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Legal aid for register victims in Assam

Around 30 students became part of ICLU and promised to help them in their efforts
NRC-excluded people attend a legal aid camp.

Rokibuz Zaman   |   Guwahati   |   Published 26.11.19, 08:23 PM

The Indian Civil Liberties Union (ICLU), a pan-India advocacy network of lawyers, activists, paralegals and students, has been providing free legal aid to those left out of the final National Register of Citizens (NRC) in Assam.

The organisation provided paralegal training to students of the National Law University and the Judicial Academy Assam. Around 30 students became part of ICLU and promised to help them in their efforts.

Conceptualised in 2018 by Uttar Pradesh-based advocate Anas Tanwir, ICLU has worked to protect constitutional values and rights of citizens and others.

Its spokesperson Sanobar Fatma said: “On November 1 we held our first free legal aid camp at Udalguri under Bodoland Territorial Area Districts (BTAD) of Assam where almost 400 people were helped. Our local volunteers continue to do this work. We will be setting up a permanent legal aid clinic in Assam.”

If people who have been excluded from the NRC list are not satisfied with the verdict of the foreigners tribunals, they can move high court and the Supreme Court for redressal.

Tanwir told The Telegraph: “In Assam, we have provided paralegal training to students from the National Law University and the Judicial Academy, Assam. Among the 30 students, seven who know the local dialect are LLM students, who also have been enrolled as lawyers. They have been helping us. The paralegal programme of ICLU will be expanded across India so that every attendee is trained under practising Supreme Court lawyers. They will have practical knowledge about court proceedings and can help others with their knowledge, training and research on the NRC.”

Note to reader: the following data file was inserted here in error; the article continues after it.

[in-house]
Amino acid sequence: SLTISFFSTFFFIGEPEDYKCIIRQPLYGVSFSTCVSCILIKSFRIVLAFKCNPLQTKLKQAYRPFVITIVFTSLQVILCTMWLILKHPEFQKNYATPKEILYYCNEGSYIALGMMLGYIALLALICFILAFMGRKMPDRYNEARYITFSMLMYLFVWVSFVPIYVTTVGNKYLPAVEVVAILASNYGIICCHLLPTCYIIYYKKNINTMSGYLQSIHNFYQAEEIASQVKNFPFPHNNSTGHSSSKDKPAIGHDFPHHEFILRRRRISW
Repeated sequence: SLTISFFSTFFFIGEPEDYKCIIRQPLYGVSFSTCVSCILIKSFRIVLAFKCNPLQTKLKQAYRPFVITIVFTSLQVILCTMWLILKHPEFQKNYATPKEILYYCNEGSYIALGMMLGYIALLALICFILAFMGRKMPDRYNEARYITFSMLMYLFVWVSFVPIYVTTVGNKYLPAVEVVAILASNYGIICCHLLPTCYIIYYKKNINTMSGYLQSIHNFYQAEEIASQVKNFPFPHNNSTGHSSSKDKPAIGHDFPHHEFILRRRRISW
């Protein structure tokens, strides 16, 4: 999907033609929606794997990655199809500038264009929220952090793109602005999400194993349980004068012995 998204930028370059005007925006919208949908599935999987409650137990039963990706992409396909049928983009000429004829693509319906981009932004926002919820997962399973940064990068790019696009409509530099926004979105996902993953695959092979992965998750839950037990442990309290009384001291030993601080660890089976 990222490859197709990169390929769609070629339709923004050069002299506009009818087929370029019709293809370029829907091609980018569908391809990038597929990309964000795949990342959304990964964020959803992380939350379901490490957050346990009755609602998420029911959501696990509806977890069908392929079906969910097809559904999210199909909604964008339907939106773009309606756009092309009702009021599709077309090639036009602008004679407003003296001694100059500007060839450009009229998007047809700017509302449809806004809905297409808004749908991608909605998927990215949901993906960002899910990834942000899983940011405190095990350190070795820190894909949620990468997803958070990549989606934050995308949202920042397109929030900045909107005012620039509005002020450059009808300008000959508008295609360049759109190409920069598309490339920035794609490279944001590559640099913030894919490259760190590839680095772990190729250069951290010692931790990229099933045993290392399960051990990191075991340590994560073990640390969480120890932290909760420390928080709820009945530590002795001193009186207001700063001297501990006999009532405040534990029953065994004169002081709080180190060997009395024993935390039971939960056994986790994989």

Tanwir said ICLU would act as an organisation that helps in litigation and provides assistance to people in filing appeals to the foreigners tribunals. “Our efforts are a mere drop in the ocean, and much more is needed to be done. We all need to come together and make every effort to ensure a fair process is followed in the determination of citizenship status.”

Tanwir said: “People trained by ICLU will have the opportunity to help hundreds of people who have lost their rights or have been disenfranchised.” Tanwir said currently they wanted to ensure that every person is able to file an effective appeal before the foreigners tribunals in Assam.

“In a number of cases, children born to single mothers or victims of polygamy were not mentioned in the family tree. This led to the exclusion of even little children from the final NRC and making them vulnerable to ‘detention’. This is why ICLU is committed to providing justice,” Tanwir added. 


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